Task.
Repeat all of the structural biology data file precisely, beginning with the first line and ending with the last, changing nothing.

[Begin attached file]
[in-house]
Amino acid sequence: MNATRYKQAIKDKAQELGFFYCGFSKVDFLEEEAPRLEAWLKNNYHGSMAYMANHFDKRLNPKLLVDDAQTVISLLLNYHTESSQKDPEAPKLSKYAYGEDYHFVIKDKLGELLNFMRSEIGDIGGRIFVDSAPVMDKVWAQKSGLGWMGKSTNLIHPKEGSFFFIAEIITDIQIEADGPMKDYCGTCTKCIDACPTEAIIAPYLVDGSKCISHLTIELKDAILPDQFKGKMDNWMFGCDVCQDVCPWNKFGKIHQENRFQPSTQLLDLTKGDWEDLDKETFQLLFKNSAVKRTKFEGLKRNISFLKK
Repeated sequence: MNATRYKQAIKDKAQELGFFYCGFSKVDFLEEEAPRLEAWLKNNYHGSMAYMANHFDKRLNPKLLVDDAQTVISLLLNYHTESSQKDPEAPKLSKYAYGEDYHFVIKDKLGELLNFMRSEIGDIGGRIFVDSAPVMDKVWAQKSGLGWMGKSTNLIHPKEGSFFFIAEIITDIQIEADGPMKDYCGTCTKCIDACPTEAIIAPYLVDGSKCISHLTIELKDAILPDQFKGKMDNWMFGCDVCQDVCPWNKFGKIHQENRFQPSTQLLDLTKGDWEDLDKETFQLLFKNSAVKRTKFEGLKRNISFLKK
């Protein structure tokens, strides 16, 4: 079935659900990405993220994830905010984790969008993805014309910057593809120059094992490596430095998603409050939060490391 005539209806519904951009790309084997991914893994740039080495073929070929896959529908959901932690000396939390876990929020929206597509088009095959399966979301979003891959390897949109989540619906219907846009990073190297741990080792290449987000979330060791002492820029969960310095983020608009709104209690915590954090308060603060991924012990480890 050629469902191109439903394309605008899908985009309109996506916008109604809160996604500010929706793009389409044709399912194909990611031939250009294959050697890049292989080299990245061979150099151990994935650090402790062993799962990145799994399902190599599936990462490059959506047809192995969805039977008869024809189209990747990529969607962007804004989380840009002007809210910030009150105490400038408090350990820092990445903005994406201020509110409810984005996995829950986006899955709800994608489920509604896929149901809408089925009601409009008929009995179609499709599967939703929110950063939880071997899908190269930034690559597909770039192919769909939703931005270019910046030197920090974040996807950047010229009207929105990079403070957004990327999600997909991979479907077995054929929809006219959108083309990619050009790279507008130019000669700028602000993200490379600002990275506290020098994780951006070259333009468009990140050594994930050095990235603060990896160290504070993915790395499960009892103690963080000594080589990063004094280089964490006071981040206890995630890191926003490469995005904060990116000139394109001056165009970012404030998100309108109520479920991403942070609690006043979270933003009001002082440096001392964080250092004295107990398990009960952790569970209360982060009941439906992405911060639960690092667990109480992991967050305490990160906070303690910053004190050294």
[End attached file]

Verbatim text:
[in-house]
Amino acid sequence: MNATRYKQAIKDKAQELGFFYCGFSKVDFLEEEAPRLEAWLKNNYHGSMAYMANHFDKRLNPKLLVDDAQTVISLLLNYHTESSQKDPEAPKLSKYAYGEDYHFVIKDKLGELLNFMRSEIGDIGGRIFVDSAPVMDKVWAQKSGLGWMGKSTNLIHPKEGSFFFIAEIITDIQIEADGPMKDYCGTCTKCIDACPTEAIIAPYLVDGSKCISHLTIELKDAILPDQFKGKMDNWMFGCDVCQDVCPWNKFGKIHQENRFQPSTQLLDLTKGDWEDLDKETFQLLFKNSAVKRTKFEGLKRNISFLKK
Repeated sequence: MNATRYKQAIKDKAQELGFFYCGFSKVDFLEEEAPRLEAWLKNNYHGSMAYMANHFDKRLNPKLLVDDAQTVISLLLNYHTESSQKDPEAPKLSKYAYGEDYHFVIKDKLGELLNFMRSEIGDIGGRIFVDSAPVMDKVWAQKSGLGWMGKSTNLIHPKEGSFFFIAEIITDIQIEADGPMKDYCGTCTKCIDACPTEAIIAPYLVDGSKCISHLTIELKDAILPDQFKGKMDNWMFGCDVCQDVCPWNKFGKIHQENRFQPSTQLLDLTKGDWEDLDKETFQLLFKNSAVKRTKFEGLKRNISFLKK
């Protein structure tokens, strides 16, 4: 079935659900990405993220994830905010984790969008993805014309910057593809120059094992490596430095998603409050939060490391 005539209806519904951009790309084997991914893994740039080495073929070929896959529908959901932690000396939390876990929020929206597509088009095959399966979301979003891959390897949109989540619906219907846009990073190297741990080792290449987000979330060791002492820029969960310095983020608009709104209690915590954090308060603060991924012990480890 050629469902191109439903394309605008899908985009309109996506916008109604809160996604500010929706793009389409044709399912194909990611031939250009294959050697890049292989080299990245061979150099151990994935650090402790062993799962990145799994399902190599599936990462490059959506047809192995969805039977008869024809189209990747990529969607962007804004989380840009002007809210910030009150105490400038408090350990820092990445903005994406201020509110409810984005996995829950986006899955709800994608489920509604896929149901809408089925009601409009008929009995179609499709599967939703929110950063939880071997899908190269930034690559597909770039192919769909939703931005270019910046030197920090974040996807950047010229009207929105990079403070957004990327999600997909991979479907077995054929929809006219959108083309990619050009790279507008130019000669700028602000993200490379600002990275506290020098994780951006070259333009468009990140050594994930050095990235603060990896160290504070993915790395499960009892103690963080000594080589990063004094280089964490006071981040206890995630890191926003490469995005904060990116000139394109001056165009970012404030998100309108109520479920991403942070609690006043979270933003009001002082440096001392964080250092004295107990398990009960952790569970209360982060009941439906992405911060639960690092667990109480992991967050305490990160906070303690910053004190050294």